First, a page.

Not a long one today.
As I prepare to see Disney®©™’s Marvel®™©’s #AvengersEndgame for the first time, I’m struck by the seemingly difficult task of staying “spoiler free.” I’ve discussed that matter with a number of friends, as I’m sure everyone else has.
To be clear, I’m somewhat “militant” about my desire to be “spoiler free.” I don’t even want to know what someone thinks of an event movie before I go to see it. It’s why I’ve even removed the Letterboxd app from my phone temporarily; I can’t prevent the feed from showing me star ratings from the occasional friend for these event movies.
I want my experience to be my own.
Giving up social media for Lent prepared me, fortunately, for missing all the talk there, too. My friends know how I want to be for these things.
And yet, I’ve still been challenged to stay spoiler free. Someone at work read something on line and started recounting it, to share with everyone what was spoiled for them. A friend blurted out a question about “do you remember [not spoiling it for you by naming the movie here]?” So now I know something from that has something to do with this. I don’t know what, but I will be waiting through the whole movie for the thing that reminds me of it.
It doesn’t even serve any purpose to share that information. Even if I don’t remember it, if the movie is done well…it doesn’t matter. I should be able to enjoy it even if I didn’t see [not spoiling it for you by naming the movie here]. All that’s happened is that I’ve noodled through something that I’m pretty sure I’m right about, and the movie has to work harder to keep me distracted from “waiting” for that thing to be a thing.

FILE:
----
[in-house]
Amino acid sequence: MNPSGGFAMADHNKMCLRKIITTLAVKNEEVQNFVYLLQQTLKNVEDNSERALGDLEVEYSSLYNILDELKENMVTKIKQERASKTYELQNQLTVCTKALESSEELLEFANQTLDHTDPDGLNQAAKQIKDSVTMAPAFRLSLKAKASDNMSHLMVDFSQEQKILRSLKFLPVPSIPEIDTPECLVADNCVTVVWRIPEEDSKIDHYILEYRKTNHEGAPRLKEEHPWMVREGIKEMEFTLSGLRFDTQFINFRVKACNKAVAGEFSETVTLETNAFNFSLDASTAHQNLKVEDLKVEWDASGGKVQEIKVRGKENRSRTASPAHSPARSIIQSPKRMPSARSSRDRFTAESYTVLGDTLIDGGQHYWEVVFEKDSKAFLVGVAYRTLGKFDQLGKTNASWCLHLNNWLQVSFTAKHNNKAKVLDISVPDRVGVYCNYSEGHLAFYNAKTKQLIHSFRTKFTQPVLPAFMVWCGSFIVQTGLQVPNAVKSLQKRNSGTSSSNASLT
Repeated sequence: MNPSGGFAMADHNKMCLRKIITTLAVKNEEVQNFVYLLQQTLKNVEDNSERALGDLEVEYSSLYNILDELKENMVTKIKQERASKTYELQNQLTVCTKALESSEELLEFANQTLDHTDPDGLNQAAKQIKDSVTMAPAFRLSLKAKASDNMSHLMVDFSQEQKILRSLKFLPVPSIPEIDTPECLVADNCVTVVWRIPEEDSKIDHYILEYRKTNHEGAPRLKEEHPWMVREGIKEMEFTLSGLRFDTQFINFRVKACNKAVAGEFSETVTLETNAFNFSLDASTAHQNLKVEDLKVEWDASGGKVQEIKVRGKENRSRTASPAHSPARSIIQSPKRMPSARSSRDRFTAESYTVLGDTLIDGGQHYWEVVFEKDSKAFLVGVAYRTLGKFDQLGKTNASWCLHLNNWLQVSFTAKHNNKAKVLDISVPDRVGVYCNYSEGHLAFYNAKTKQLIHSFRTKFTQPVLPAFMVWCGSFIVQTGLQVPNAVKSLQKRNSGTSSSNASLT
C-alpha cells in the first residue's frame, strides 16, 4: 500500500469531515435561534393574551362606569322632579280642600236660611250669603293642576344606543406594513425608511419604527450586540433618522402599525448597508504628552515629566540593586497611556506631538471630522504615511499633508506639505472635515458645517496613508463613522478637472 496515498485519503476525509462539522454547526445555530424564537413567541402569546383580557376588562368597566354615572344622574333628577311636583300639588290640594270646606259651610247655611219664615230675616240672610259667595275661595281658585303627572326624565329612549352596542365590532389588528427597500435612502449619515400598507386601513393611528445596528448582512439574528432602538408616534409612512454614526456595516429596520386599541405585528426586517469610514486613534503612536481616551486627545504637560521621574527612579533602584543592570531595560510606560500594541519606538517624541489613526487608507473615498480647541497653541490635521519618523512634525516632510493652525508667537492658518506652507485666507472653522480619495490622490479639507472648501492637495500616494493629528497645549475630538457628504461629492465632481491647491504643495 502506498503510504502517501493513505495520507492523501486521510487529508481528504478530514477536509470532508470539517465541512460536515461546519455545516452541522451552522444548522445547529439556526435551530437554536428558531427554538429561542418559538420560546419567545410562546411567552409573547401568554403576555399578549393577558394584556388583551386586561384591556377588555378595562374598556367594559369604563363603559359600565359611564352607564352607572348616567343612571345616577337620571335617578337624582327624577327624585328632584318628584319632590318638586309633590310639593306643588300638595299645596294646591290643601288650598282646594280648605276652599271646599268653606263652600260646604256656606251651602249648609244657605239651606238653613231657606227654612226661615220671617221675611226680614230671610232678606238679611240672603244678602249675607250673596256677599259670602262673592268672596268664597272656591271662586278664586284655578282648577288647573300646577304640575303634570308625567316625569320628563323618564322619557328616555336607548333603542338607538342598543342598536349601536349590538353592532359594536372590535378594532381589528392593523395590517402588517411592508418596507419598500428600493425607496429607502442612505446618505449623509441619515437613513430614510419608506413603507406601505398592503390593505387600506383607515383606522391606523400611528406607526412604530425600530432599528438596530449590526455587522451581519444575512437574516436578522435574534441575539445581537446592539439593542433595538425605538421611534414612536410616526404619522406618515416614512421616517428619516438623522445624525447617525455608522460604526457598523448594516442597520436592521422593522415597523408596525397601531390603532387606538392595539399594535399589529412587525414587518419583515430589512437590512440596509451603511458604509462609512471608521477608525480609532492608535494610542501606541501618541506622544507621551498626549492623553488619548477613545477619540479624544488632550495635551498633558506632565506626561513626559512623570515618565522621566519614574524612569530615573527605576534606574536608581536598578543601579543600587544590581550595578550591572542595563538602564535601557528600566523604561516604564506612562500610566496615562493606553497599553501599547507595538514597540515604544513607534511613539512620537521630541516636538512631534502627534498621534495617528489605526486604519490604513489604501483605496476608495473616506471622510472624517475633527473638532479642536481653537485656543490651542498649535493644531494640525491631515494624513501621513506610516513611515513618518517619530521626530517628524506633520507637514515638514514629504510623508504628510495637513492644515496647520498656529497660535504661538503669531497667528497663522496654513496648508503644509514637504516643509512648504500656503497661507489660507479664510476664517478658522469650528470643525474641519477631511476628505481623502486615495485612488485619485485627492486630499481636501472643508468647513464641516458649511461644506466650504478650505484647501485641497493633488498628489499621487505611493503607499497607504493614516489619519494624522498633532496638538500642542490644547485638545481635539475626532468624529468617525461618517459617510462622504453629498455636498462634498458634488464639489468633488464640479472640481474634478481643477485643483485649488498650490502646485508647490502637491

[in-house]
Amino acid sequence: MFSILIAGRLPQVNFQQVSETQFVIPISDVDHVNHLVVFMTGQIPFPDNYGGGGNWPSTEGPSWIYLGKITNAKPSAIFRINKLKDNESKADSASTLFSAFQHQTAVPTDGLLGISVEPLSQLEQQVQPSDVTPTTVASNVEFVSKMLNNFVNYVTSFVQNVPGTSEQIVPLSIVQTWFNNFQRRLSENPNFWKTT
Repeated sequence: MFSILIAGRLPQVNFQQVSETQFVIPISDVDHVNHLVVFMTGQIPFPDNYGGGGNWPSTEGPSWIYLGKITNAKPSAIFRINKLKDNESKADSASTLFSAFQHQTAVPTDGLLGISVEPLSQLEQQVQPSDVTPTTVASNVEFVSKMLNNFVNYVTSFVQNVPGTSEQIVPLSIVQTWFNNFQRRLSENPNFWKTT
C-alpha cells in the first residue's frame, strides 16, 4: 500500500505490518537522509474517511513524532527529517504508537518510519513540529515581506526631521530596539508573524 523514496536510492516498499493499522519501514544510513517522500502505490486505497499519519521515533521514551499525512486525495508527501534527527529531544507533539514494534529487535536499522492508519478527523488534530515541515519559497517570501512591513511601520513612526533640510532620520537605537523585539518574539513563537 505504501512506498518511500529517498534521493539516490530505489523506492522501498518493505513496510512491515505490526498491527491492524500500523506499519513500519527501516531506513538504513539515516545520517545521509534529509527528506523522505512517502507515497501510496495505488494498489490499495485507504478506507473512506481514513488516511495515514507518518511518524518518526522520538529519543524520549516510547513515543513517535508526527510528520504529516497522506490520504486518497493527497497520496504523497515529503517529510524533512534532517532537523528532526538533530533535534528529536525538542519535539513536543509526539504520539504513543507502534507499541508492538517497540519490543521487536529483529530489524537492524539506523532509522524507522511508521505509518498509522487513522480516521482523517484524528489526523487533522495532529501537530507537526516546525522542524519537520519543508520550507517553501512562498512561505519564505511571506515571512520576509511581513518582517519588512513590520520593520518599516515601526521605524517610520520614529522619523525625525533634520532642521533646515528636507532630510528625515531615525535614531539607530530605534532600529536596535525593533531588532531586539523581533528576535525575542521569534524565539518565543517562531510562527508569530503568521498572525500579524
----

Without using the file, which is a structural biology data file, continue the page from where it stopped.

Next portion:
But Why Do You Care, kesseljunkie?
I think a lot of it has to do with “peer pressure” affecting reviews. I know that everyone likes to think themselves immune to it, but one has only to look at the tidal wave of opinion on popular movies to wonder how much we are. The vociferous response to the admittedly-underwhelming Batman v Superman: Dawn of as Many Words as Marketing Can Fit in Here fed on itself, to the point where DC movie fans were able to wear a victim shield online.
I think the thunderous applause for Thor Ragnarok was also something where momentum carried the day; I’ve even spoken with friends who raved about it at first, only to see them “come down” on their second viewing. (For the record, I like Thor Ragnarok just fine. I just didn’t get the fervor behind a lot of the positive reactions. I also got dragged for not being effusively positive about it.)
And that’s fine! But it’s why I don’t even want to know if people liked/loved an event movie until I’ve seen it. Because if you find yourself standing athwart that tsunami of opinion, you can spend more time during the movie wondering why you don’t love/hate it, as you do watching the film.
To emphasize again, I think this is unique to event movies. Bohemian Rhapsody didn’t fill me with the urge to silence people. I didn’t mind being one of the souls who loved Bad Times at the El Royale. I have a Ph.D. in GFY thanks to years of getting hammered for loving the Star Wars prequels.
Event movies are crafted like culinary experiences. They’re best enjoyed with a clean palate and readiness for the experience.
I just wish everyone falls all over themselves to be the first ones to tell you what they think, or what they heard. Let everyone have a shot at the clean experience.